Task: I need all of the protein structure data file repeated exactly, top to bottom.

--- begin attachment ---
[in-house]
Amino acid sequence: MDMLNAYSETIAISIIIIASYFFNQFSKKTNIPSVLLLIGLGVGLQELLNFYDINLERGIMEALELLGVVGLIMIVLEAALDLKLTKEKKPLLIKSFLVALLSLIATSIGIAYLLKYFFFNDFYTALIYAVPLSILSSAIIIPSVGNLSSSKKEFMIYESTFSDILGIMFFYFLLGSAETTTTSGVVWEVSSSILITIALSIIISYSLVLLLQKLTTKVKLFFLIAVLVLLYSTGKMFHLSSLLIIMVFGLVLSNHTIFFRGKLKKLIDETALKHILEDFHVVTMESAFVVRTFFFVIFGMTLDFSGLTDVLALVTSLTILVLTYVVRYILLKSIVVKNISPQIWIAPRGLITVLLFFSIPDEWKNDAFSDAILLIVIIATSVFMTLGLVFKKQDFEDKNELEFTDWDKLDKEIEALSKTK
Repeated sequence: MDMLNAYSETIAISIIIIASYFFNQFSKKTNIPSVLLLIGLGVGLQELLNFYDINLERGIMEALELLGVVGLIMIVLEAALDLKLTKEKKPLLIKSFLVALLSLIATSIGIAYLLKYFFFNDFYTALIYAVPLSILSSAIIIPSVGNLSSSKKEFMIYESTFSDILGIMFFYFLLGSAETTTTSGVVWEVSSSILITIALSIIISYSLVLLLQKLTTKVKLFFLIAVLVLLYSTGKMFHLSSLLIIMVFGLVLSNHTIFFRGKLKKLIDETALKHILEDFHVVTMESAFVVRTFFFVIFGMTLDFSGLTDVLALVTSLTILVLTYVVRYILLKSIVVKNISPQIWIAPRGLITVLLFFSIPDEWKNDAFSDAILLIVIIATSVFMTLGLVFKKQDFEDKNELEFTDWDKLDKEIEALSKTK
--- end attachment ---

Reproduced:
[in-house]
Amino acid sequence: MDMLNAYSETIAISIIIIASYFFNQFSKKTNIPSVLLLIGLGVGLQELLNFYDINLERGIMEALELLGVVGLIMIVLEAALDLKLTKEKKPLLIKSFLVALLSLIATSIGIAYLLKYFFFNDFYTALIYAVPLSILSSAIIIPSVGNLSSSKKEFMIYESTFSDILGIMFFYFLLGSAETTTTSGVVWEVSSSILITIALSIIISYSLVLLLQKLTTKVKLFFLIAVLVLLYSTGKMFHLSSLLIIMVFGLVLSNHTIFFRGKLKKLIDETALKHILEDFHVVTMESAFVVRTFFFVIFGMTLDFSGLTDVLALVTSLTILVLTYVVRYILLKSIVVKNISPQIWIAPRGLITVLLFFSIPDEWKNDAFSDAILLIVIIATSVFMTLGLVFKKQDFEDKNELEFTDWDKLDKEIEALSKTK
Repeated sequence: MDMLNAYSETIAISIIIIASYFFNQFSKKTNIPSVLLLIGLGVGLQELLNFYDINLERGIMEALELLGVVGLIMIVLEAALDLKLTKEKKPLLIKSFLVALLSLIATSIGIAYLLKYFFFNDFYTALIYAVPLSILSSAIIIPSVGNLSSSKKEFMIYESTFSDILGIMFFYFLLGSAETTTTSGVVWEVSSSILITIALSIIISYSLVLLLQKLTTKVKLFFLIAVLVLLYSTGKMFHLSSLLIIMVFGLVLSNHTIFFRGKLKKLIDETALKHILEDFHVVTMESAFVVRTFFFVIFGMTLDFSGLTDVLALVTSLTILVLTYVVRYILLKSIVVKNISPQIWIAPRGLITVLLFFSIPDEWKNDAFSDAILLIVIIATSVFMTLGLVFKKQDFEDKNELEFTDWDKLDKEIEALSKTK